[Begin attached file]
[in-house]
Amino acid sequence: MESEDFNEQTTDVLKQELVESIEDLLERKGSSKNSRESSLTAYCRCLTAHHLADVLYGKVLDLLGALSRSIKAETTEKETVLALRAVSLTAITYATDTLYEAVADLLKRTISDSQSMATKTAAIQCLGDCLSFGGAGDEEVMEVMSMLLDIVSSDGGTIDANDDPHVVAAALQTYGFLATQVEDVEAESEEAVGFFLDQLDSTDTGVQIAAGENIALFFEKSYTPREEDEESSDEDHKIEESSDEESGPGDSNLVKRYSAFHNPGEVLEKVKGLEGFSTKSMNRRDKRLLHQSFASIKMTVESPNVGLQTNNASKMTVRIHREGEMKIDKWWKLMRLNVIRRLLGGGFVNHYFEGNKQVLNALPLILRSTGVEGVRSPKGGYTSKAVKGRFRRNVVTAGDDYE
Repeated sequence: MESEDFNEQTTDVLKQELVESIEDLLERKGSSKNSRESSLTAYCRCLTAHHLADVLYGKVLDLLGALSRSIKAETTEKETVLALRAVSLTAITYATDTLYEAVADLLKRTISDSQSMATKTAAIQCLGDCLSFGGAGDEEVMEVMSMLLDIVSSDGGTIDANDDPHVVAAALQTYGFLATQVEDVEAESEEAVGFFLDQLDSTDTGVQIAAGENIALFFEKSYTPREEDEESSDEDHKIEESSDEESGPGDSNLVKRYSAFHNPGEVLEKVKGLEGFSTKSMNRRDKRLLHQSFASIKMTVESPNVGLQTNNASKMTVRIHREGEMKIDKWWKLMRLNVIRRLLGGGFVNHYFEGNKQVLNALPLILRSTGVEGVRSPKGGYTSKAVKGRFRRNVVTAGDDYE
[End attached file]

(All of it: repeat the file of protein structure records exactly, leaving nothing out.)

[in-house]
Amino acid sequence: MESEDFNEQTTDVLKQELVESIEDLLERKGSSKNSRESSLTAYCRCLTAHHLADVLYGKVLDLLGALSRSIKAETTEKETVLALRAVSLTAITYATDTLYEAVADLLKRTISDSQSMATKTAAIQCLGDCLSFGGAGDEEVMEVMSMLLDIVSSDGGTIDANDDPHVVAAALQTYGFLATQVEDVEAESEEAVGFFLDQLDSTDTGVQIAAGENIALFFEKSYTPREEDEESSDEDHKIEESSDEESGPGDSNLVKRYSAFHNPGEVLEKVKGLEGFSTKSMNRRDKRLLHQSFASIKMTVESPNVGLQTNNASKMTVRIHREGEMKIDKWWKLMRLNVIRRLLGGGFVNHYFEGNKQVLNALPLILRSTGVEGVRSPKGGYTSKAVKGRFRRNVVTAGDDYE
Repeated sequence: MESEDFNEQTTDVLKQELVESIEDLLERKGSSKNSRESSLTAYCRCLTAHHLADVLYGKVLDLLGALSRSIKAETTEKETVLALRAVSLTAITYATDTLYEAVADLLKRTISDSQSMATKTAAIQCLGDCLSFGGAGDEEVMEVMSMLLDIVSSDGGTIDANDDPHVVAAALQTYGFLATQVEDVEAESEEAVGFFLDQLDSTDTGVQIAAGENIALFFEKSYTPREEDEESSDEDHKIEESSDEESGPGDSNLVKRYSAFHNPGEVLEKVKGLEGFSTKSMNRRDKRLLHQSFASIKMTVESPNVGLQTNNASKMTVRIHREGEMKIDKWWKLMRLNVIRRLLGGGFVNHYFEGNKQVLNALPLILRSTGVEGVRSPKGGYTSKAVKGRFRRNVVTAGDDYE